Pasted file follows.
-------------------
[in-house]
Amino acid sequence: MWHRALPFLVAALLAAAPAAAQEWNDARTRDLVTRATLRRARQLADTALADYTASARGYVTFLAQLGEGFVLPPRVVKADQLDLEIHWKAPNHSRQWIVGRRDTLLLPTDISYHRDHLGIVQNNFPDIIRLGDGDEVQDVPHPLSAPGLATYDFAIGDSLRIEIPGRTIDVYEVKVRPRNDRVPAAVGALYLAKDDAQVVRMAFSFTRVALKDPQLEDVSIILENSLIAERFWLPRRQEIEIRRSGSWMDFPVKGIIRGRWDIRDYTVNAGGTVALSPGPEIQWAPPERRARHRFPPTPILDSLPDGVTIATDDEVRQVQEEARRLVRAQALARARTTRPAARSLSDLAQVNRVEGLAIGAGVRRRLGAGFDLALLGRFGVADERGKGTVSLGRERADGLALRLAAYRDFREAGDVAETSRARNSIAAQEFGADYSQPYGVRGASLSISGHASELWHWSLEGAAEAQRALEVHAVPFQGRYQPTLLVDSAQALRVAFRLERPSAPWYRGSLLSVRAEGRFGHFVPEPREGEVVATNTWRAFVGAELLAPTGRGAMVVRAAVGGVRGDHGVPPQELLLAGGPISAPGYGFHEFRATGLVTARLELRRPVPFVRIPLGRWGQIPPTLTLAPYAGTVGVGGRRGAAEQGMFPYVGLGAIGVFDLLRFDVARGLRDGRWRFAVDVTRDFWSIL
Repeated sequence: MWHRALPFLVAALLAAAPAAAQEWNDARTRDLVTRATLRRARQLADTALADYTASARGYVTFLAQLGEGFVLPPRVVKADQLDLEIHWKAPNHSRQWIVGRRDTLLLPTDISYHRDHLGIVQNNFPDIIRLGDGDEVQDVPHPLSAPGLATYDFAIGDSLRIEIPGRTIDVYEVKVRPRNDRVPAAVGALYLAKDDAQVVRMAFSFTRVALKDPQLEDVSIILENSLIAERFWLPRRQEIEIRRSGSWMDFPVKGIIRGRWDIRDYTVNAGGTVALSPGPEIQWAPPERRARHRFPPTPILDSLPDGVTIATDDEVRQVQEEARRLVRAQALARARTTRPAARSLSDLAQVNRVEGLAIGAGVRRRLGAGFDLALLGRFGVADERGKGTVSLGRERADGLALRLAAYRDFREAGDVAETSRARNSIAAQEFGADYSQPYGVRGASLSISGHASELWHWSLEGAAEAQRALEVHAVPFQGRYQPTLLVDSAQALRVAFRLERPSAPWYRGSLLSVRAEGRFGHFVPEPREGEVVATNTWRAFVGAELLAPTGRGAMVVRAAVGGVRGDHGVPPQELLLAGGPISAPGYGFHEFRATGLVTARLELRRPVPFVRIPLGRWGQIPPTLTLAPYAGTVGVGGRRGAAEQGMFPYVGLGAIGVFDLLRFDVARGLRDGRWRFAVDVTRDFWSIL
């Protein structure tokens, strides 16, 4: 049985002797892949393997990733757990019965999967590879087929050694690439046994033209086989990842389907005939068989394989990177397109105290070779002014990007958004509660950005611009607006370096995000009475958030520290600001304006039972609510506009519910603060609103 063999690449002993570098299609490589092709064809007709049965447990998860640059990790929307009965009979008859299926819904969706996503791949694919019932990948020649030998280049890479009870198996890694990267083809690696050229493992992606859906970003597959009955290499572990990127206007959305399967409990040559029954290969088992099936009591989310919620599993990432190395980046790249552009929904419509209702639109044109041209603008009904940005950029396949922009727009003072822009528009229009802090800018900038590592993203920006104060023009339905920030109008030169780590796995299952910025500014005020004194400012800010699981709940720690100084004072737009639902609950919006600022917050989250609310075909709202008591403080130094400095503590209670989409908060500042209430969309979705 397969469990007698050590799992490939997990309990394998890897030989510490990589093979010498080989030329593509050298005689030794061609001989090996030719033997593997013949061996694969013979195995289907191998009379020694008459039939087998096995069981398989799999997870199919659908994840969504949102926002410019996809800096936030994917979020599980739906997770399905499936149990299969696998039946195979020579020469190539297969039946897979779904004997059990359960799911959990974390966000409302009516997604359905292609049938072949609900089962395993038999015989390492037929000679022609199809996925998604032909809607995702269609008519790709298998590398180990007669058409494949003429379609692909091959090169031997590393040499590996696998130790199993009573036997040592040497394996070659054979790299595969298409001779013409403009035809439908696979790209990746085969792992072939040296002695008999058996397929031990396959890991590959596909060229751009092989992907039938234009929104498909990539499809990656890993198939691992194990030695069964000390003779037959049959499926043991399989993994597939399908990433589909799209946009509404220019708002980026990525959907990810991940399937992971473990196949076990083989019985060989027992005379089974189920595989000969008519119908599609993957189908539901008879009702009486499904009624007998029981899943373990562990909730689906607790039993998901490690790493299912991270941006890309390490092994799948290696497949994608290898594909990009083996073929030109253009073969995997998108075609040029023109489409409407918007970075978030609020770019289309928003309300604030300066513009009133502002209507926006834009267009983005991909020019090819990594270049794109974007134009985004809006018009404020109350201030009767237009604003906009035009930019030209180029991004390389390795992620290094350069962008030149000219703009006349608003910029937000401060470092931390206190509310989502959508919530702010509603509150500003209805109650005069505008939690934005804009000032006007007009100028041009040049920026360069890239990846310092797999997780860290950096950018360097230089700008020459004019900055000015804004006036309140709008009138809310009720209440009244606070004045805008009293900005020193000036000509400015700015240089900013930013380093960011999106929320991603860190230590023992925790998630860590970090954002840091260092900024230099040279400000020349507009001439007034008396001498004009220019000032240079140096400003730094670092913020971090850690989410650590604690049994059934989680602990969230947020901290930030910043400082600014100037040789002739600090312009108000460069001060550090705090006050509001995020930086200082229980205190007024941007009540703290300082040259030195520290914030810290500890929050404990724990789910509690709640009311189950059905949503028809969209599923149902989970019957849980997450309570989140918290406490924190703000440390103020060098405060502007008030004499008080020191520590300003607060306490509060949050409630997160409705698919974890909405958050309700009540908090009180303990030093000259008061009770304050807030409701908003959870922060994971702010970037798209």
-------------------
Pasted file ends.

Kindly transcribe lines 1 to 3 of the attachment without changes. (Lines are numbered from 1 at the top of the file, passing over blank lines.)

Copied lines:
[in-house]
Amino acid sequence: MWHRALPFLVAALLAAAPAAAQEWNDARTRDLVTRATLRRARQLADTALADYTASARGYVTFLAQLGEGFVLPPRVVKADQLDLEIHWKAPNHSRQWIVGRRDTLLLPTDISYHRDHLGIVQNNFPDIIRLGDGDEVQDVPHPLSAPGLATYDFAIGDSLRIEIPGRTIDVYEVKVRPRNDRVPAAVGALYLAKDDAQVVRMAFSFTRVALKDPQLEDVSIILENSLIAERFWLPRRQEIEIRRSGSWMDFPVKGIIRGRWDIRDYTVNAGGTVALSPGPEIQWAPPERRARHRFPPTPILDSLPDGVTIATDDEVRQVQEEARRLVRAQALARARTTRPAARSLSDLAQVNRVEGLAIGAGVRRRLGAGFDLALLGRFGVADERGKGTVSLGRERADGLALRLAAYRDFREAGDVAETSRARNSIAAQEFGADYSQPYGVRGASLSISGHASELWHWSLEGAAEAQRALEVHAVPFQGRYQPTLLVDSAQALRVAFRLERPSAPWYRGSLLSVRAEGRFGHFVPEPREGEVVATNTWRAFVGAELLAPTGRGAMVVRAAVGGVRGDHGVPPQELLLAGGPISAPGYGFHEFRATGLVTARLELRRPVPFVRIPLGRWGQIPPTLTLAPYAGTVGVGGRRGAAEQGMFPYVGLGAIGVFDLLRFDVARGLRDGRWRFAVDVTRDFWSIL
Repeated sequence: MWHRALPFLVAALLAAAPAAAQEWNDARTRDLVTRATLRRARQLADTALADYTASARGYVTFLAQLGEGFVLPPRVVKADQLDLEIHWKAPNHSRQWIVGRRDTLLLPTDISYHRDHLGIVQNNFPDIIRLGDGDEVQDVPHPLSAPGLATYDFAIGDSLRIEIPGRTIDVYEVKVRPRNDRVPAAVGALYLAKDDAQVVRMAFSFTRVALKDPQLEDVSIILENSLIAERFWLPRRQEIEIRRSGSWMDFPVKGIIRGRWDIRDYTVNAGGTVALSPGPEIQWAPPERRARHRFPPTPILDSLPDGVTIATDDEVRQVQEEARRLVRAQALARARTTRPAARSLSDLAQVNRVEGLAIGAGVRRRLGAGFDLALLGRFGVADERGKGTVSLGRERADGLALRLAAYRDFREAGDVAETSRARNSIAAQEFGADYSQPYGVRGASLSISGHASELWHWSLEGAAEAQRALEVHAVPFQGRYQPTLLVDSAQALRVAFRLERPSAPWYRGSLLSVRAEGRFGHFVPEPREGEVVATNTWRAFVGAELLAPTGRGAMVVRAAVGGVRGDHGVPPQELLLAGGPISAPGYGFHEFRATGLVTARLELRRPVPFVRIPLGRWGQIPPTLTLAPYAGTVGVGGRRGAAEQGMFPYVGLGAIGVFDLLRFDVARGLRDGRWRFAVDVTRDFWSIL